Did you know “The Bachelor” was still on the air? Neither did I.
Building brand awareness through social media is a tricky proposition. If you look like you’re trying too hard, the social media audience will often shut you out. On the other hand, most brands can’t expect that people will just magically show up.
Then there is the case of producer Elan Gale, whose Thanksgiving social media hoax proved the old axiom that “any publicity is good publicity.” Not to sound cynical, but this ruse was both despicable and genius. It’s just too bad he didn’t use his social media powers for good and not evil.
An interesting look at cursing and courtesy when customers call companies. One has to wonder if these statistics are really a commentary on the people in these states or on the state of customer service.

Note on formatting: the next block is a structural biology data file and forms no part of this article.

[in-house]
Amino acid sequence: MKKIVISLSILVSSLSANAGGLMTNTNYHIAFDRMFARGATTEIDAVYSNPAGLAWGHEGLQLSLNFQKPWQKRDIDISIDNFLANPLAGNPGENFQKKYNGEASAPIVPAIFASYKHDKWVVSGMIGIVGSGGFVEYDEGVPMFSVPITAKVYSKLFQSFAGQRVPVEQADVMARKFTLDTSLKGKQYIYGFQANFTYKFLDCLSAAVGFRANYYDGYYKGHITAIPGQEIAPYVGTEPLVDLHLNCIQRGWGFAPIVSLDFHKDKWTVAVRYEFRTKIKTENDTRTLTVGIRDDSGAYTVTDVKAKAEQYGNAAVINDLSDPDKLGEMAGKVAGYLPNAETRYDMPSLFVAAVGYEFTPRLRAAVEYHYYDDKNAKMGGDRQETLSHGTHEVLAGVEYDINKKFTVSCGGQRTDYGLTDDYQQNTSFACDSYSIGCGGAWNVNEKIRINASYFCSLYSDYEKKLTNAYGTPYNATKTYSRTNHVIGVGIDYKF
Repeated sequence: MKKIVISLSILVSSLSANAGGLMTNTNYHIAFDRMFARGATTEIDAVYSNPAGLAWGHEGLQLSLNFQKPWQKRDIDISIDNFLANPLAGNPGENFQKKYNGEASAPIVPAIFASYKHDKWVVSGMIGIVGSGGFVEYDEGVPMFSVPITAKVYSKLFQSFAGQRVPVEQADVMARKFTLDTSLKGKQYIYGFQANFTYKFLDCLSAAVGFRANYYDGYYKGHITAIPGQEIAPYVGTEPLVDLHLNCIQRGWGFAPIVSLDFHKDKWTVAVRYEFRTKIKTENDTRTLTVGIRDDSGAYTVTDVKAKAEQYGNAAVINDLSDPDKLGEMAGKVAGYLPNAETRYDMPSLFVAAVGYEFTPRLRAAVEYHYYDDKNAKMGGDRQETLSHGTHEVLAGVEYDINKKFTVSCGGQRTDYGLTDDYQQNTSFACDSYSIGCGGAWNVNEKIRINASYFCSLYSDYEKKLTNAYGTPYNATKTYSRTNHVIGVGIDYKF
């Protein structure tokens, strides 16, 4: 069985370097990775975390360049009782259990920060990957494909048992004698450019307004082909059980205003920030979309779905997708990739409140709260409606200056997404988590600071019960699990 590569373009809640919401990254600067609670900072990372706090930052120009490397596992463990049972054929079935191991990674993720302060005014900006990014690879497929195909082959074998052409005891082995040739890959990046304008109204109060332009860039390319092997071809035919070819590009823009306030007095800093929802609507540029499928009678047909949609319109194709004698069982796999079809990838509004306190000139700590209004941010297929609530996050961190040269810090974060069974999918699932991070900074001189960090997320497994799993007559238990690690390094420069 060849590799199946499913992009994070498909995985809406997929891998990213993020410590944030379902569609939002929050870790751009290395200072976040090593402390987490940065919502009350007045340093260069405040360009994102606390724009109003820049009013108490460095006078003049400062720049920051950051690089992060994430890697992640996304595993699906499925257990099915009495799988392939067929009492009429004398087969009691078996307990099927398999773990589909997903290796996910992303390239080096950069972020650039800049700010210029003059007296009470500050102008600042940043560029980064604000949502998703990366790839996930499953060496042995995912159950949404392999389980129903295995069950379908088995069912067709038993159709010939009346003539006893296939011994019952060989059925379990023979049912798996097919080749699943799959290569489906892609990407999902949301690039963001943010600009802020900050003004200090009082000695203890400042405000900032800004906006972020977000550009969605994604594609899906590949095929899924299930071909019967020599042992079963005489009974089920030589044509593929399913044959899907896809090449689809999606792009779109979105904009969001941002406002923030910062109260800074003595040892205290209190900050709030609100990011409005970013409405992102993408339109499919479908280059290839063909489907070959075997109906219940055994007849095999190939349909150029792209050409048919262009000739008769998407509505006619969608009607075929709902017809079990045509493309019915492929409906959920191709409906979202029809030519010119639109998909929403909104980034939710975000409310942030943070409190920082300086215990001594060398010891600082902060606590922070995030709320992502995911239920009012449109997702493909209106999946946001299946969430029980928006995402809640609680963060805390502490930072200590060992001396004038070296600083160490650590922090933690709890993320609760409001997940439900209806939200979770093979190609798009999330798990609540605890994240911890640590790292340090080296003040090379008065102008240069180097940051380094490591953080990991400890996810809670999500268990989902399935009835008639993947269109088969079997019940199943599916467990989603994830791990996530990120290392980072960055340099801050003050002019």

In the social media world, tone and customer service are a delicate calculus that can be a source of success or a source of lost revenue. Call or e-mail us to get the training your company needs.
Originally posted on Marchex Blog:
By Sonia Krishnan, Director of Corporate Communications for Marchex
Are you f*&!ing serious?
As a native Buckeye who’s lived in Washington for eight years, this was my first reaction to the data analysis released today by our Marchex Institute, which found that people in Ohio curse the most in the country. Washingtonians, by contrast, curse the least. (WTF?)